Born in Chicago, Bruce Davidson began photography at the age of ten and apprenticed to a local commercial photographer to develop his technical skills. At 16, he won his first prize in the Kodak National High School Competition and went on to attend the Rochester Institute of Technology and Yale University. During military service in Paris in 1958 Davidson met Cartier-Bresson and became a member of Magnum Photos.
On assignment for British lifestyle magazine The Queen, in 1960 Davidson travelled from New York to London to tell the story of Britain during the post-war period. The photographs from “England/Scotland 1960” evoke the spirit of the time through poetic and insightful reflections of the people of Britain, their surroundings and their differences. Documenting and exploring Britain from a foreign yet personal eye, in 2005 “England/Scotland 1960” was published into a book for the first time in its entirety.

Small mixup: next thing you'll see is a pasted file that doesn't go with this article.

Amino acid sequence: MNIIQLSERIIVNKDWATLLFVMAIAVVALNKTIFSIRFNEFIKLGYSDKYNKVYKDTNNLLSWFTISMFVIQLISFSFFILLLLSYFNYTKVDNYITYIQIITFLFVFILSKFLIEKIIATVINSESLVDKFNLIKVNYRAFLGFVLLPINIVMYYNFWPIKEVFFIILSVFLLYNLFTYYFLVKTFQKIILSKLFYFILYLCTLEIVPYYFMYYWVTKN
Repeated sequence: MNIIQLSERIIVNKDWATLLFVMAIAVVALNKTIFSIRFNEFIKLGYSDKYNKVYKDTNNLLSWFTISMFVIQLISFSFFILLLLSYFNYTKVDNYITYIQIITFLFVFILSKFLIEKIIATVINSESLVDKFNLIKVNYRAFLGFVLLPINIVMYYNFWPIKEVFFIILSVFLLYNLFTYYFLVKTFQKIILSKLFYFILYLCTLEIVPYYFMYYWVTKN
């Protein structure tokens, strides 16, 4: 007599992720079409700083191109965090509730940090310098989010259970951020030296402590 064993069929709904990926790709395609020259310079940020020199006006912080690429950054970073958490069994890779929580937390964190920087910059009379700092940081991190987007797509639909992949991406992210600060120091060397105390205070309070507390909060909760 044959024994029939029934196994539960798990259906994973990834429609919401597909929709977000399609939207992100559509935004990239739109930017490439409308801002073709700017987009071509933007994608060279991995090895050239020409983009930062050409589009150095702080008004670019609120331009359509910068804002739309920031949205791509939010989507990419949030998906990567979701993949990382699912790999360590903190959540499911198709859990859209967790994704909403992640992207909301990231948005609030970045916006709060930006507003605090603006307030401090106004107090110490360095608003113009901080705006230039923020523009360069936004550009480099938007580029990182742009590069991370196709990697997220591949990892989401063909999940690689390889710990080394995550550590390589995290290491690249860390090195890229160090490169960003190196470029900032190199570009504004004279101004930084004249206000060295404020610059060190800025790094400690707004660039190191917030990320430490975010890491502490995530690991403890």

Davidson continued to photography extensively from 1958 to 1961 and in 1962 received a Guggenheim Fellowship to photograph a documentation of the Civil Rights Movement. In 1963 the Museum of Modern Art in New York presented his work in a one-man show of these historically important images.
In 1966 he was awarded the first grant for photography from the National Endowment for the Arts, and spent two years documenting one block in East Harlem. This work was published by Harvard University Press in 1970 under the title "East 100th Street". The work became an exhibition that same year at the Museum of Modern Art in New York.

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